Introduction

The severe acute respiratory syndrome-coronavirus-2 (SARS-CoV-2) was first diagnosed in December 2019 in Wuhan, China, and on March 11, 2020 has been declared a pandemic by the World Health Organization. SARS-CoV-2 infection is associated with considerable short-term morbidity and mortality1. During the acute phase, severe cases typically have lung involvement2,3. The mid-term effects of SARS-CoV-2 pneumonia have been elucidated in recent publications, which flag the persistence of alterations in lung function tests and in chest imaging up to 6 months4,5,6 after symptoms onset and the reduction of health-related quality of life7. Interestingly, similar observations were made in SARS-CoV8 and H7N99 survivors. More recently, Wu et al. reported the results of a 1-year prospective trial of patients hospitalised for severe COVID-19 in China: despite most patients improved dyspnea scores and exercise capacity over time, in a subgroup of patients there was the evidence of persistent physiological and radiographic changes10. However, the long-term radiological and functional outcomes and the impact on quality of life in SARS-CoV-2 survivors are still not completely known. Previously, 3-month follow-up results of our cohort were reported:11 among SARS-CoV-2 pneumonia survivors, we reported significant radiological and lung function tests abnormalities and an overall decreased quality of life. We therefore conducted a prospective observational study with 1-year follow up aiming to describe radiological and lung function parameters and self-reported health-related quality of life (HRQoL) of SARS-CoV-2 pneumonia survivors.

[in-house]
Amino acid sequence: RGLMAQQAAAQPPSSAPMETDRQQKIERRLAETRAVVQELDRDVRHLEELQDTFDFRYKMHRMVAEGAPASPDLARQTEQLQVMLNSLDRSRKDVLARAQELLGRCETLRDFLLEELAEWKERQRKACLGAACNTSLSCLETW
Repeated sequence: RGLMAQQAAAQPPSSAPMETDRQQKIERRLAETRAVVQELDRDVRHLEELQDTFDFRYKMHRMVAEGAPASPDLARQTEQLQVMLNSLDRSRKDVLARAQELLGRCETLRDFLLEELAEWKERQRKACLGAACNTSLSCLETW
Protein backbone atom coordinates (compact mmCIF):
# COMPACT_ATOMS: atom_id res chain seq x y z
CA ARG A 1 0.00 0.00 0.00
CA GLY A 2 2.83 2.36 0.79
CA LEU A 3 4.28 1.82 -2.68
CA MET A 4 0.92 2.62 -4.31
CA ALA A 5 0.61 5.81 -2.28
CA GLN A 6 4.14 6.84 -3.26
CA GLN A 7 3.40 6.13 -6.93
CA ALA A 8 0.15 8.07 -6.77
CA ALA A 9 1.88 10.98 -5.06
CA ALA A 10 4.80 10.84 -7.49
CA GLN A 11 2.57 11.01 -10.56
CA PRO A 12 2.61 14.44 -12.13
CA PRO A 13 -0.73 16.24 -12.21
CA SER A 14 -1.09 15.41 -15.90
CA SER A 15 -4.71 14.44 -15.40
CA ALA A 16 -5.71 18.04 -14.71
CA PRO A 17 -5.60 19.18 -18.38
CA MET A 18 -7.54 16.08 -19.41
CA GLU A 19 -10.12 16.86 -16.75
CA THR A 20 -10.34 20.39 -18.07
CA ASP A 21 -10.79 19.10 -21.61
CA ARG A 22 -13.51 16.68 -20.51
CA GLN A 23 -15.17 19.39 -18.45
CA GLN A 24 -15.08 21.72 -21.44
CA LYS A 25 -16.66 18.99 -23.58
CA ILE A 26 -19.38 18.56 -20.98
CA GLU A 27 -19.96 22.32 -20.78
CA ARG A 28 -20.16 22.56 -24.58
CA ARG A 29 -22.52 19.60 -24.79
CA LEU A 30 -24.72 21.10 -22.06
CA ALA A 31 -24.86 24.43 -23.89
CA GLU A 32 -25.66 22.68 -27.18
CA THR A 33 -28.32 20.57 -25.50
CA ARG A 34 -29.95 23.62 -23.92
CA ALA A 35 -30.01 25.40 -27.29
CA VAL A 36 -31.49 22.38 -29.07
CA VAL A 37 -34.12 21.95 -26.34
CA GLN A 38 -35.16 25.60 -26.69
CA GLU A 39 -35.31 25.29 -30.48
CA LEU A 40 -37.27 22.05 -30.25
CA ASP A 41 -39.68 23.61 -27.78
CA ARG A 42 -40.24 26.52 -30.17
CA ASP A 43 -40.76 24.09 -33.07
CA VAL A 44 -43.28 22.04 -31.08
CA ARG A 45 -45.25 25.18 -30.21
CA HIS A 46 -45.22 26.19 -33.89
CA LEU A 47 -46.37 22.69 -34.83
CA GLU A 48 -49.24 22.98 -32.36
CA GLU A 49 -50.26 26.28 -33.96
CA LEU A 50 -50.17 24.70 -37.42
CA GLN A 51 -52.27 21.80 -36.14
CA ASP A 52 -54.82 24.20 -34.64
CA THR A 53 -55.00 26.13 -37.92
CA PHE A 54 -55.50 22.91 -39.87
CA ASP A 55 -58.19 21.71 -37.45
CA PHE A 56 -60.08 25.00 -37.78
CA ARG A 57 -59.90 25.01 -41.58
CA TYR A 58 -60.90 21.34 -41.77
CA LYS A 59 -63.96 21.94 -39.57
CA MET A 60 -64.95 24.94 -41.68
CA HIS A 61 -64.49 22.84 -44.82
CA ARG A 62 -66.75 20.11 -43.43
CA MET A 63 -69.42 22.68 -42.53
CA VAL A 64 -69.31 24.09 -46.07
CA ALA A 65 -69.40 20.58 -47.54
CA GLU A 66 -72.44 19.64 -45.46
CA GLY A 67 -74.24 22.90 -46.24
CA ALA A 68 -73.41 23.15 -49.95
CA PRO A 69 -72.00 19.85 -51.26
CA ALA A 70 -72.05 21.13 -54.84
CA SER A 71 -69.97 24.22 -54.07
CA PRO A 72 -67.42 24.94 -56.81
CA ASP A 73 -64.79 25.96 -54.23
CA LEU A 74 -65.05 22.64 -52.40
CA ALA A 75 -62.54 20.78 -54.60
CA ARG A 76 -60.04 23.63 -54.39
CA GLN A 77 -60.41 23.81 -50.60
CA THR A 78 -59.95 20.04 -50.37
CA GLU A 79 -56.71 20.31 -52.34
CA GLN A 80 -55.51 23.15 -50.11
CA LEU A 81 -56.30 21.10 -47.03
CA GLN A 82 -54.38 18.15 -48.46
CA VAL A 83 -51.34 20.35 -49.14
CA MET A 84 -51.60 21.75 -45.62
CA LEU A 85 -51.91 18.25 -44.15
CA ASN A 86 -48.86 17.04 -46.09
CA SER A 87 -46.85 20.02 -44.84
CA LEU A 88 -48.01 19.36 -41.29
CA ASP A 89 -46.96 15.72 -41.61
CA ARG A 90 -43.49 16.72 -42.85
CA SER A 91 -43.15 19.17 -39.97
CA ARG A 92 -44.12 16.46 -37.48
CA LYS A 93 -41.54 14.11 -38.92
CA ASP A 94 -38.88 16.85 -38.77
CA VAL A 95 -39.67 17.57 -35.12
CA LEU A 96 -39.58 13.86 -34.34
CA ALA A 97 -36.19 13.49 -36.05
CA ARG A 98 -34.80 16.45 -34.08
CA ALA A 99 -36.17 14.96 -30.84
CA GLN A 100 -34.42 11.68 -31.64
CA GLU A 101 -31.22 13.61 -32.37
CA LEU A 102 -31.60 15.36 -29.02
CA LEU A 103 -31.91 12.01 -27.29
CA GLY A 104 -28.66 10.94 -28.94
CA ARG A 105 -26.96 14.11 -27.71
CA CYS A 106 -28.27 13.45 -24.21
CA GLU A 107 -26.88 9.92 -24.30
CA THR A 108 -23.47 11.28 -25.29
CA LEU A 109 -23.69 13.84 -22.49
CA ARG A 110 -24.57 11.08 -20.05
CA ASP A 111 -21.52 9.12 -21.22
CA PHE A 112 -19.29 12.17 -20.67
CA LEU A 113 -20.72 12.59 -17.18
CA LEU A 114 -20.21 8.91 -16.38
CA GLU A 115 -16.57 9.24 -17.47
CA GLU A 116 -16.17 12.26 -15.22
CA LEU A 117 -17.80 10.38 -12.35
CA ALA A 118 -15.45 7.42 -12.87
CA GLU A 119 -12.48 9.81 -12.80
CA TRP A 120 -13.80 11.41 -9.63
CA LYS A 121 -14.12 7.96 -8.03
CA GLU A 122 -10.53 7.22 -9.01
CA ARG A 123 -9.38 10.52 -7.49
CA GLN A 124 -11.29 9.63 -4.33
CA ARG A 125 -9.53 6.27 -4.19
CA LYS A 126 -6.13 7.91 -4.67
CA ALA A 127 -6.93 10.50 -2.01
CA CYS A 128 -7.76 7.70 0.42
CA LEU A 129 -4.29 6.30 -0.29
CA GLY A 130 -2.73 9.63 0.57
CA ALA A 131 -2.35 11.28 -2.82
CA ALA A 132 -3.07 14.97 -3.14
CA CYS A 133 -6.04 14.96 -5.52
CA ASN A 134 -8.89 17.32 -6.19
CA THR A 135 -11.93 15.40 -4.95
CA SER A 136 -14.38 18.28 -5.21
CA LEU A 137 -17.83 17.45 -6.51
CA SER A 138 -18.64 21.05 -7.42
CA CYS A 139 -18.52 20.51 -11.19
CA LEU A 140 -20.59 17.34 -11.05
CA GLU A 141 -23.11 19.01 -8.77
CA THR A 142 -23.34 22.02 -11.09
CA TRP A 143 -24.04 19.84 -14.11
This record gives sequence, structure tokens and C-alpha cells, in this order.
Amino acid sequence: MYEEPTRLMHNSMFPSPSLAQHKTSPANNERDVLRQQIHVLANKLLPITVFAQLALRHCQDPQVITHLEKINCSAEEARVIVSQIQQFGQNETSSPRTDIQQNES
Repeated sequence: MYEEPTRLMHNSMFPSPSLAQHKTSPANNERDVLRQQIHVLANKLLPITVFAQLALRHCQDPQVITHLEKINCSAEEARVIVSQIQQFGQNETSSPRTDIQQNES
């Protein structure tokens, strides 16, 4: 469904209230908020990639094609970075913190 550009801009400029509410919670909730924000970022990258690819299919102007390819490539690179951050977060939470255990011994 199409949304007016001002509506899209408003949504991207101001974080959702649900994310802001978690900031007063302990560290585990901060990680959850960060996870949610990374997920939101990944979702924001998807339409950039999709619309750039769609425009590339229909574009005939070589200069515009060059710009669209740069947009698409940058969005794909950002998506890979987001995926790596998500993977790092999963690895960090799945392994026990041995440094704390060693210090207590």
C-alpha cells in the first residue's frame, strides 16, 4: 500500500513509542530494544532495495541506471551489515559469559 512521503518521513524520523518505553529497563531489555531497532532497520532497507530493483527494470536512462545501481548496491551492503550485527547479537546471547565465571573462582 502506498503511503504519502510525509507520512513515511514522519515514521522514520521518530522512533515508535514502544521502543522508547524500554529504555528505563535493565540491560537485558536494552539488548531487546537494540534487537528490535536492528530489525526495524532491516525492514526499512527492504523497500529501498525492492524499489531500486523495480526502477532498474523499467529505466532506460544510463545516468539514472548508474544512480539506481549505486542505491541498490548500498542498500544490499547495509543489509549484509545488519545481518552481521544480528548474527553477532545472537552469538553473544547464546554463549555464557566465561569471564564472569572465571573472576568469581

Methods

Case definition

Study participants were diagnosed on the result of a positive real-time reverse-transcriptase polymerase chain reaction (rRT-PCR) assay for SARS-CoV-2.